Gillam Farms of Arkansas, a fresh-market farm located in White County focused on blackberry production. The farm grows many University of Arkansas varieties including Natchez, Osage, Ouachita, Navaho, and Apache. The farm primarily grows its blackberries on a conventional trellising system, using one picker on each side of the row. The farm works to get the berries out of the field and into its on-farm cold-storage facility as quickly as possible.
Pioneer Village is a collection of 19th-century buildings, farm equipment and other items of historic interest saved from throughout White County by the White County Historical Society. The grounds are maintained by the White County Master Gardeners.
Tour 2: NASCAR, Poultry and Beef Cattle
Mark Martin Museum
This tour will travel to north-central Arkansas to visit NASCAR legend Mark Martin’s museum in Batesville. The state-of-the-art museum features several of Martin's past cars, including the No. 6 car which won the Viagra/Coca-Cola 600, the '90 Folgers Thunderbird, the No. 60 Win Dixie Busch car, and the 2005 IROC car that Martin drove to win his record fifth championship.
Ozark Mountain Poultry
Biosecurity measures will be in place for the next stop. No one who has been on a poultry production farm in the last 5 days will be allowed and protective equipment may be required.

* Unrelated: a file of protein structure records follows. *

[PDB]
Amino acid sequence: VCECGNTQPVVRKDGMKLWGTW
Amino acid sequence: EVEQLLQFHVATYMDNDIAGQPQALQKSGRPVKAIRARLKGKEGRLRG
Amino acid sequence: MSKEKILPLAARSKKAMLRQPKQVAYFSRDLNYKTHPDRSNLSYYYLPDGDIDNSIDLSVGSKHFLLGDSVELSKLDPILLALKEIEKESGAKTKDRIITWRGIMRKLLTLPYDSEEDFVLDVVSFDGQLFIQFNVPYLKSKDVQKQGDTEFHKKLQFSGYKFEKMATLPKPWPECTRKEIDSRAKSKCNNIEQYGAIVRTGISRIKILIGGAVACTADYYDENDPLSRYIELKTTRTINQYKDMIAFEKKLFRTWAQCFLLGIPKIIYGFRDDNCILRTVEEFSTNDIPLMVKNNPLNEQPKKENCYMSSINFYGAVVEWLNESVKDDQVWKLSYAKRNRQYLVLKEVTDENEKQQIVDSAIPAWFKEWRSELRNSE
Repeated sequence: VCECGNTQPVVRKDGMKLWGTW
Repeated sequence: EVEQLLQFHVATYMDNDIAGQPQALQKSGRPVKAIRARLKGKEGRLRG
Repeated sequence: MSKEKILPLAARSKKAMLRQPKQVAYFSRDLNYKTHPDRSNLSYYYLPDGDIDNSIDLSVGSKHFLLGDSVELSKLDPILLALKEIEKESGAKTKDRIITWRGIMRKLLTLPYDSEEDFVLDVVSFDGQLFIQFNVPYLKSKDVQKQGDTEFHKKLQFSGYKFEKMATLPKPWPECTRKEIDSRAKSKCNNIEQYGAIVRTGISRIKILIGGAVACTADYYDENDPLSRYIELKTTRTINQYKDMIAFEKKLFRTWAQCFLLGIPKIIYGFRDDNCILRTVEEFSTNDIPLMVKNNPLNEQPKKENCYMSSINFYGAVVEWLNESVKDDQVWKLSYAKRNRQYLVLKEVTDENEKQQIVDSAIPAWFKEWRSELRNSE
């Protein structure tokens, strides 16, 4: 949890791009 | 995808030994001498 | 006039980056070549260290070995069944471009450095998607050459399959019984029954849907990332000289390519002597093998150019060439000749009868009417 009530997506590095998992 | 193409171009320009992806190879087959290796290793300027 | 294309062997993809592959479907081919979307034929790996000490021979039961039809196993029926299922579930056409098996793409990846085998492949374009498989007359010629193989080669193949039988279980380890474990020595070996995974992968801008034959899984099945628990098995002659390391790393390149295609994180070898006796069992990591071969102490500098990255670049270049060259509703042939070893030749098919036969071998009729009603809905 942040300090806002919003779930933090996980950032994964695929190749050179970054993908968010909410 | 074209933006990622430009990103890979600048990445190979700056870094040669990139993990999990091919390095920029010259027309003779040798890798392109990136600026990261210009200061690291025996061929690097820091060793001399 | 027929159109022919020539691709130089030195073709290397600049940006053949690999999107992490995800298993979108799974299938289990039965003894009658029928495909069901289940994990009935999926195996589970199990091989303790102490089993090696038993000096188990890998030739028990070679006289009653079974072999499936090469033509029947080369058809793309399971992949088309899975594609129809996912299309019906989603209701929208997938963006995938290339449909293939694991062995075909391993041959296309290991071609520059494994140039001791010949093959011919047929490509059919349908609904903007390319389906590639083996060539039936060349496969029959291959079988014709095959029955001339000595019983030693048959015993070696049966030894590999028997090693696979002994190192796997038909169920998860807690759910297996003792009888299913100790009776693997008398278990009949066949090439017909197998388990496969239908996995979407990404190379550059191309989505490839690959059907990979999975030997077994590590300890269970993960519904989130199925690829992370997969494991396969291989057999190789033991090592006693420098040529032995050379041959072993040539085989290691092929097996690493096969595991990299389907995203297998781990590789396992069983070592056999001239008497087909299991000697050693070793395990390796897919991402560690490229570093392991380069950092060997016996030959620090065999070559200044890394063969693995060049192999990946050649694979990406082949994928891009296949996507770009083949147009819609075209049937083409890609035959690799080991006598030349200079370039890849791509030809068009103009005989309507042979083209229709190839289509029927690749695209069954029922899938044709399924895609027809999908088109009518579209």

The tour will continue to the Ozark Mountain Poultry broiler complex. You will see the full spectrum from hatchery to processing. Ozark Mountain Poultry produces some 4 million pounds a week of antibiotic-free poultry products for the restaurant industry and their consumer-based brand Forester Farmer’s Market.
Chimney Rock Cattle Company
This stop will be at Chimney Rock Cattle Company in Concord. Chimney Rock is owned by Bill and Gail Davis. Davis, an Arkansas native, built a successful trucking business, shifted gears and steered his way into NASCAR where he built a successful race team. Today, Davis strives to build a herd of functional, customer-driven Brangus cattle designed to meet the demands of both registered and commercial cattleman.
Tour 3: From Little Rock to the Top of the Rock
This tour travels from Little Rock through the diverse agriculture of the Arkansas River Valley all the way to the top of the rock, Petit Jean Mountain and the Winthrop Rockefeller Institute.
Carruthers Pecan Farm